Opening my acceptance letter to my current university was one of the greatest moments of my life… but it was also one of the most terrifying.
Up until that moment, I had lived my life in a bubble of security. I knew my small hometown like the back of my hand, and I had gone to the same school with the same kids since kindergarten. The idea of heading off to a huge school made me so scared; scared that I would never fit in, scared that I would hate my major, scared that I would flunk all of my classes and become a huge failure.
While that may sound slightly ridiculous and majorly cliche, it’s true. I found out that almost every incoming freshman feels the same way. I had dreamt of going to this school for so long but I was also beginning to dread it.
My mom received an email about Pre-Orientation Programs; programs that cater to freshman and incoming transfers to help ease the transition to college life, and she pestered me to do one until I caved and signed up, and I will never be able to thank her enough.
There were numerous programs offered to first year students; whether they were based on religious beliefs, military training, community service, or hiking trips to the area around the school. Regardless on what you picked, the concept was pretty much the same; hang out with a bunch of people in the exact same boat as you, while also hanging out with upperclassmen who can answer every single one of your 100,000 questions.
I walked in on the first day of the program knowing no one, and I walked out knowing 60 new first-year students and a dozen upperclassmen. The entire week we stayed up into the early hours of the night talking about classes we were taking, our high schools and life in general, ignoring the fact that we had to wake up early for a day full of activities. I had begun to understand that being thrust out of my bubble meant that I could get to know so many amazing people whom I would have never gotten to know otherwise and that I constantly wanted to mingle and get to know them before the week was over.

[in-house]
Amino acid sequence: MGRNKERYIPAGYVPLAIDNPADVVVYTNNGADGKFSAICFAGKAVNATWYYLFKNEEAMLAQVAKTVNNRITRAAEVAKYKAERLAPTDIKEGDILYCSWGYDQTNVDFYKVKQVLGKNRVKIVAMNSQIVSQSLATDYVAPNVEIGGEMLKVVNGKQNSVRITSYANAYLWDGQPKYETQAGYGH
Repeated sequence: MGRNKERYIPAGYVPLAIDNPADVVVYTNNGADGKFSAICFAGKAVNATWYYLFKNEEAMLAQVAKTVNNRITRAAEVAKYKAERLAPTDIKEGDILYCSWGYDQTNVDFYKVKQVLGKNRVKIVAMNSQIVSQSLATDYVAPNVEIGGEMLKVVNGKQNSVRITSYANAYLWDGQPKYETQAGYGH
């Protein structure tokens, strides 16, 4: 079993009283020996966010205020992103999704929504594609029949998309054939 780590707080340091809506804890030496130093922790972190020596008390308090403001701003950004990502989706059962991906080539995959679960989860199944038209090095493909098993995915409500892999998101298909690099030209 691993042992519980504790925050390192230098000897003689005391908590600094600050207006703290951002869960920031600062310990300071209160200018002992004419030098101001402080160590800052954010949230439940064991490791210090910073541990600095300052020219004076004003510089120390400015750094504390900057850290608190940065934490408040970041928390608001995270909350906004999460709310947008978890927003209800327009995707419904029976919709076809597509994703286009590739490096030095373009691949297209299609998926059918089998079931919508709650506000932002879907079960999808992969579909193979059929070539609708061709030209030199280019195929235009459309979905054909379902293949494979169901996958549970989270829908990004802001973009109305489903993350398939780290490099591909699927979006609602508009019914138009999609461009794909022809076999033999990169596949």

I realized that I wasn’t supposed to have all the answers, or even act like I did because the fact of the matter is that no one has the answers, or can even come close. I realized that college is about finding the answers through experience, guessing and even failing. The people that I met during my Pre-Orientation Program have become my best friends to this day, and I am almost two years into my college life.
Coming into college after a week of nothing but amazing experiences and amazing people made everything so much easier. I had people to support me, and the upperclassmen had helped me understand the ridiculously complicated Orientation week to come.
Having 60 new friends on campus to grab dinner with, explore campus with, come to events with, and talk to when I felt overwhelmed made my entire first semester amazing.
If I could say anything to an incoming college student, it’s this, see if pre-orientation programs are offered at your school. It will start your college life with more treasured memories than just laying at home an extra week, I promise.